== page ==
Author Affiliations: Departments of Public Health and Pediatrics and Center for Obesity Research and Education, Temple University, Philadelphia, Pennsylvania (Dr Whitaker); and Department of Pediatrics, University of Washington School of Medicine, Seattle (Dr Wright).
Because of the childhood obesity epidemic, pediatricians are paying more attention to how and how much infants are fed and not just what they are fed. These concerns are based on research linking infant weight and weight gain to later obesity.1 Although it is clear that breastfed and formula-fed infants have different patterns of growth,2 it is less clear that these differences in infant feeding affect the risk of childhood obesity.3,4 One hypothesized mechanism by which breastfeeding might protect against obesity is that feeding from the breast prevents overfeeding (feeding the infant beyond satiety), suggesting that breastfeeding, rather than breast milk, protects against later obesity.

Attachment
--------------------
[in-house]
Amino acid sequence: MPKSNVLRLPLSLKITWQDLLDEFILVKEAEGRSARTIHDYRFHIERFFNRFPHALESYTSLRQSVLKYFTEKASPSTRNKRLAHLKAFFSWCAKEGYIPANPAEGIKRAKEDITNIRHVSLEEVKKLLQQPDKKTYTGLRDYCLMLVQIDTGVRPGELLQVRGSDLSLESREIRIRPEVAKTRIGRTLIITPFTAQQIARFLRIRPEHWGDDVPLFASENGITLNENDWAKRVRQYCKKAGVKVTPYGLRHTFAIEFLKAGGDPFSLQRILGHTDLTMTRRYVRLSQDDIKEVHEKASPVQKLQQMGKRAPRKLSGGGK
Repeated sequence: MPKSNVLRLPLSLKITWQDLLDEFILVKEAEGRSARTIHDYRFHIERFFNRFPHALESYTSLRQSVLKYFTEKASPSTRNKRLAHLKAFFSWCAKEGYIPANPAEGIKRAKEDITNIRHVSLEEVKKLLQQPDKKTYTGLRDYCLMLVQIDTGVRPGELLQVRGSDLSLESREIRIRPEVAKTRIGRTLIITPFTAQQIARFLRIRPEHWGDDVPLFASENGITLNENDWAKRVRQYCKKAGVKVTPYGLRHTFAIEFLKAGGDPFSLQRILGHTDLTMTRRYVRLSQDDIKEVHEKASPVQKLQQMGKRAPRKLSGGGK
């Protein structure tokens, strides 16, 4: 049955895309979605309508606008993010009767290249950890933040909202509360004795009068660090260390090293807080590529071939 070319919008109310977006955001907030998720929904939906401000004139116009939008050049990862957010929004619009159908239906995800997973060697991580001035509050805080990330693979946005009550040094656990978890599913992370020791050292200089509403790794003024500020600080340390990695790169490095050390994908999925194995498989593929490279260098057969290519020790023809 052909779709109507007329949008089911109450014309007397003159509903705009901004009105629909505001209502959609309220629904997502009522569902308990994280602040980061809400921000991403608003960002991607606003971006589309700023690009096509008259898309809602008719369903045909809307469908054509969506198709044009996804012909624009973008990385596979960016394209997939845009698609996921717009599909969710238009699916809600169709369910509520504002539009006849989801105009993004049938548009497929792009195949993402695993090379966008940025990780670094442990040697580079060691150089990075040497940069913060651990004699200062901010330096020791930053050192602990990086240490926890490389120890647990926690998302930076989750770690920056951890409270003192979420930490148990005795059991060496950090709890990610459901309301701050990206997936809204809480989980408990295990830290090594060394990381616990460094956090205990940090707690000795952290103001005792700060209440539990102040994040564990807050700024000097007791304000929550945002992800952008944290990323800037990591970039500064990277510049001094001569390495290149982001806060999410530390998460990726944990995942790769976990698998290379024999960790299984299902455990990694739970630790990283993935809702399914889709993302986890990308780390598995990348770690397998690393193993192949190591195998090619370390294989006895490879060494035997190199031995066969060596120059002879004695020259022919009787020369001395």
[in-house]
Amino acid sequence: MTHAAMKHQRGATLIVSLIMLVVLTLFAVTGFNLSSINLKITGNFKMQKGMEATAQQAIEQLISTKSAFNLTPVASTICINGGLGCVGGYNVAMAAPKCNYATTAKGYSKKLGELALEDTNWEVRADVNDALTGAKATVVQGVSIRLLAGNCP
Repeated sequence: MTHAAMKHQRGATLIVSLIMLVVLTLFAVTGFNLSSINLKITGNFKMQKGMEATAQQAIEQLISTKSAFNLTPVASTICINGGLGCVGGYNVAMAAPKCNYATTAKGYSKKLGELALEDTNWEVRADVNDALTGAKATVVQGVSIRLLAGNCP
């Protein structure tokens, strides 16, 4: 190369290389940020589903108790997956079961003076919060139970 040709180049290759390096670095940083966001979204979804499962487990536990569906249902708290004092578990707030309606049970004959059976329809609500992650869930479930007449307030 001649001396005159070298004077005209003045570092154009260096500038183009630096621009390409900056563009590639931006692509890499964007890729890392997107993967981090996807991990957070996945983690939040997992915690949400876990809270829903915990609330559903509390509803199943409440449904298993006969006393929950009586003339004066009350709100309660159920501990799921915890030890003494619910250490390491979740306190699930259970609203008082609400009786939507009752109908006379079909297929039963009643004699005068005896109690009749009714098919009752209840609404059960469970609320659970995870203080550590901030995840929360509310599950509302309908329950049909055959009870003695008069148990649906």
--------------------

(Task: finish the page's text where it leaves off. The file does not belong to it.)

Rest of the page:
Whitaker RC, Wright JA. Why Feed Breast Milk From a Bottle? Arch Pediatr Adolesc Med. 2012;166(5):483–484. doi:10.1001/archpediatrics.2012.275
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